Why I'm Proud Of My Failures

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Today's post is about a lesson that's taken me 26 years to recognize and eventually accept as a necessary - albeit, disheartening - part of life. I was raised (as I'm sure many are) with the notion that success is what I should be striving for. It didn't matter what I was doing; I had to be great at it. But, unfortunately, that's not how life works. I was never a sports kid growing up and it might be a bit controversial to say that I'm happy I wasn't. I've found that many people who participated in sports have a very binary view of success - you either win or lose. Of course, that's the motive of any game, but I don't believe that it sets us up to live fulfilling lives. Having recently watched Molly's Game and I, Tonya, I recognize the very mentality that took me so long to rid myself of - the need to succeed. I watched as it dismantled their mental state and led both characters down paths that a) could have been avoided and b) wouldn't have even been considered necessary by them in the first place otherwise.

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Despite magazines writing about the most influential people under 30 years old, I am here to admit that I am proud of my failures and deciding to embark on a path of passion instead of success. It seems dirty to admit that, as though I'm betraying some sworn code of conduct embedded in us from birth, but it's my truth and I'm sure I'm not alone. The word "success" is held at this colossal standard where it's on the tip of many people's tongues as the main ingredient of happiness, but I don't necessarily think the two have anything to do with each other. Sure, we all want to feel like the efforts we've put into something are paying off, but seeking success seems equivalent to seeking a unicorn - we've heard it exists, but for some reason we just can't find it!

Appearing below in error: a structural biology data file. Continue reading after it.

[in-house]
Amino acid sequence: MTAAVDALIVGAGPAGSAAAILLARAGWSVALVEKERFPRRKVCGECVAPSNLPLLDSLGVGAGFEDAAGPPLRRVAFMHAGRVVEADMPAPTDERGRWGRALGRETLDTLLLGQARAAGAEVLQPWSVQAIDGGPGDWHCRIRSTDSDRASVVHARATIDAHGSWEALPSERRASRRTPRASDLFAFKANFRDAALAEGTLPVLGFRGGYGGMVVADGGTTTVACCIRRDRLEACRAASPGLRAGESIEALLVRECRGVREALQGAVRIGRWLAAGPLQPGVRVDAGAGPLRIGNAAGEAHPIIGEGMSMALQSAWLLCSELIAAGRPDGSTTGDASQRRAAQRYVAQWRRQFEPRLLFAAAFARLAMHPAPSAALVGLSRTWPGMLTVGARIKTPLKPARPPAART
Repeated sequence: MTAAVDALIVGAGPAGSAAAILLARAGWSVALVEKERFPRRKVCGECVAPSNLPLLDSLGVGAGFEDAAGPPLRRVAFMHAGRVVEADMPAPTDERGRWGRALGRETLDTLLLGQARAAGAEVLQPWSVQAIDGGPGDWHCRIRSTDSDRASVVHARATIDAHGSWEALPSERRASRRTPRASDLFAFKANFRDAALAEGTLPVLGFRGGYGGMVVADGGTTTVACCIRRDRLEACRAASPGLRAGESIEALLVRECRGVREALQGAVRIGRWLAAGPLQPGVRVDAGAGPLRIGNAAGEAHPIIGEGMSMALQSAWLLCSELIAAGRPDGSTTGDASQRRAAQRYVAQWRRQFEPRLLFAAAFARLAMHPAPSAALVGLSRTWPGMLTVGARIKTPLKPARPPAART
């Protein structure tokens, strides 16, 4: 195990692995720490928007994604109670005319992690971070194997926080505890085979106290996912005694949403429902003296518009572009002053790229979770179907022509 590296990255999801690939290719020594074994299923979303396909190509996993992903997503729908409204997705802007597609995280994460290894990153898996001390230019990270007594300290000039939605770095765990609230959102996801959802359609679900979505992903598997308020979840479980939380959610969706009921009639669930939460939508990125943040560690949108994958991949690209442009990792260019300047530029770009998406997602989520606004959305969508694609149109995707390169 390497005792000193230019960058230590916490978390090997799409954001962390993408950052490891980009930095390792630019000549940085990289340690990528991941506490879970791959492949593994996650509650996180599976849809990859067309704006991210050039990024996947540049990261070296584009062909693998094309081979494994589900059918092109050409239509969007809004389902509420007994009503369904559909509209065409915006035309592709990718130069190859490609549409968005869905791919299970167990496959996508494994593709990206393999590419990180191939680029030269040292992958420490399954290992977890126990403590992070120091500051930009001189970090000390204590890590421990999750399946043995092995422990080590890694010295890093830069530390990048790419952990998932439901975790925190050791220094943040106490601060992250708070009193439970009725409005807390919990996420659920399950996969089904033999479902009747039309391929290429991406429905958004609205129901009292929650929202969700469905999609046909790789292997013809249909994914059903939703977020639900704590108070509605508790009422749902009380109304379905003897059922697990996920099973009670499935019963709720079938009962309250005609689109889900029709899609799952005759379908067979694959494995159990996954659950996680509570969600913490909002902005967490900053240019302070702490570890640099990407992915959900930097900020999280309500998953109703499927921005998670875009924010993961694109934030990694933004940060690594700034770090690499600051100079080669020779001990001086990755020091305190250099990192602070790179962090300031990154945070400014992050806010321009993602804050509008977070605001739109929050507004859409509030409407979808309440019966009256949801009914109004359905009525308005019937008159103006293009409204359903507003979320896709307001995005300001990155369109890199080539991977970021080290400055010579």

Maybe these are just the ramblings of an BA graduate, trying to justify her degree choice and the thousands of dollars she spent on it. Maybe not. All I'm sure of is that I've never sought out success, but rather fulfillment and a lot of the time those two don't work in conjunction. I could have been successful if I stayed in my office job and worked my way up to manager, but I wouldn't have been fulfilled. My writing would have dwindled until there was nothing left of me or my story to document and share. But failing! Now, that's a necessary kick in the butt that most people try to avoid. Not once have I failed at something and haven't learned a lesson from it - either that I wanted to try again or that I knew once and for all that it wasn't a path for me. 

Failing is underrated and I think more people should be open to experiencing it. 

Are you proud of your failures?